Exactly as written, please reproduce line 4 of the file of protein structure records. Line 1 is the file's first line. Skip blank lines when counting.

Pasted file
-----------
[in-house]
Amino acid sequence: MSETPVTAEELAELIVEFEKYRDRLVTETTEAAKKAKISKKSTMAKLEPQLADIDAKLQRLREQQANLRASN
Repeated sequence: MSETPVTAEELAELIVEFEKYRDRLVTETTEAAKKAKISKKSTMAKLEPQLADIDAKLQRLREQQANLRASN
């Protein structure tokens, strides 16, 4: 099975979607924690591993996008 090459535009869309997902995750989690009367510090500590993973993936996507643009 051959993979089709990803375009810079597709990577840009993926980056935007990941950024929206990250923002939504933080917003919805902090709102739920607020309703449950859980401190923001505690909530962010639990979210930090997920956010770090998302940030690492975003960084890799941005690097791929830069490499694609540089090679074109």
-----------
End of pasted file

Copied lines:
């Protein structure tokens, strides 16, 4: 099975979607924690591993996008 090459535009869309997902995750989690009367510090500590993973993936996507643009 051959993979089709990803375009810079597709990577840009993926980056935007990941950024929206990250923002939504933080917003919805902090709102739920607020309703449950859980401190923001505690909530962010639990979210930090997920956010770090998302940030690492975003960084890799941005690097791929830069490499694609540089090679074109």